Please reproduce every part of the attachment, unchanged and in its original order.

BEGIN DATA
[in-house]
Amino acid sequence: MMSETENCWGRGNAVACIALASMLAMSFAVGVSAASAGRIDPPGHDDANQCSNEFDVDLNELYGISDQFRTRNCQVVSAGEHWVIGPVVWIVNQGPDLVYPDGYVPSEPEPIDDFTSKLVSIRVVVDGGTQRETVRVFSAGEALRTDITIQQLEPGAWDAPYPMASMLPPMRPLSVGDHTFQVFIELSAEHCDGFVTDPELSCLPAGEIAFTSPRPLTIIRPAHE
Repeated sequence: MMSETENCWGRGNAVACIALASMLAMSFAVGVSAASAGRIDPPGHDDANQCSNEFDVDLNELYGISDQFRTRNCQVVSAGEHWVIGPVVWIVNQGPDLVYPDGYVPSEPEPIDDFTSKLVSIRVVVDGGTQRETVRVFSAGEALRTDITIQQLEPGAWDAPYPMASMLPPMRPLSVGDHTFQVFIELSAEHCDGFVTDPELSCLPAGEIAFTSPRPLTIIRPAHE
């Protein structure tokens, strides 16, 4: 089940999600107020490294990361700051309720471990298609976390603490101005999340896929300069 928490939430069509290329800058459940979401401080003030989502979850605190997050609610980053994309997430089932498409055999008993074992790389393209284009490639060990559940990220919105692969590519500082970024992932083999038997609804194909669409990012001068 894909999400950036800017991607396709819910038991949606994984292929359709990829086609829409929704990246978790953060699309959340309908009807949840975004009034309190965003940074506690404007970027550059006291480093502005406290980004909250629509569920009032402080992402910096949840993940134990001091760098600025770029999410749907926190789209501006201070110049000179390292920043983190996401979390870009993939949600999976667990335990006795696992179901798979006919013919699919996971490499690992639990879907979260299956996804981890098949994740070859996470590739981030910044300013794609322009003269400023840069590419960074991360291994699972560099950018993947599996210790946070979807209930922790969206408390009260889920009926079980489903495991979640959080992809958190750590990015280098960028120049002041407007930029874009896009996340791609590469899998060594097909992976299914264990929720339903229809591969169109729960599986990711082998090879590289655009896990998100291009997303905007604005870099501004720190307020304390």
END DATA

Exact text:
[in-house]
Amino acid sequence: MMSETENCWGRGNAVACIALASMLAMSFAVGVSAASAGRIDPPGHDDANQCSNEFDVDLNELYGISDQFRTRNCQVVSAGEHWVIGPVVWIVNQGPDLVYPDGYVPSEPEPIDDFTSKLVSIRVVVDGGTQRETVRVFSAGEALRTDITIQQLEPGAWDAPYPMASMLPPMRPLSVGDHTFQVFIELSAEHCDGFVTDPELSCLPAGEIAFTSPRPLTIIRPAHE
Repeated sequence: MMSETENCWGRGNAVACIALASMLAMSFAVGVSAASAGRIDPPGHDDANQCSNEFDVDLNELYGISDQFRTRNCQVVSAGEHWVIGPVVWIVNQGPDLVYPDGYVPSEPEPIDDFTSKLVSIRVVVDGGTQRETVRVFSAGEALRTDITIQQLEPGAWDAPYPMASMLPPMRPLSVGDHTFQVFIELSAEHCDGFVTDPELSCLPAGEIAFTSPRPLTIIRPAHE
């Protein structure tokens, strides 16, 4: 089940999600107020490294990361700051309720471990298609976390603490101005999340896929300069 928490939430069509290329800058459940979401401080003030989502979850605190997050609610980053994309997430089932498409055999008993074992790389393209284009490639060990559940990220919105692969590519500082970024992932083999038997609804194909669409990012001068 894909999400950036800017991607396709819910038991949606994984292929359709990829086609829409929704990246978790953060699309959340309908009807949840975004009034309190965003940074506690404007970027550059006291480093502005406290980004909250629509569920009032402080992402910096949840993940134990001091760098600025770029999410749907926190789209501006201070110049000179390292920043983190996401979390870009993939949600999976667990335990006795696992179901798979006919013919699919996971490499690992639990879907979260299956996804981890098949994740070859996470590739981030910044300013794609322009003269400023840069590419960074991360291994699972560099950018993947599996210790946070979807209930922790969206408390009260889920009926079980489903495991979640959080992809958190750590990015280098960028120049002041407007930029874009896009996340791609590469899998060594097909992976299914264990929720339903229809591969169109729960599986990711082998090879590289655009896990998100291009997303905007604005870099501004720190307020304390």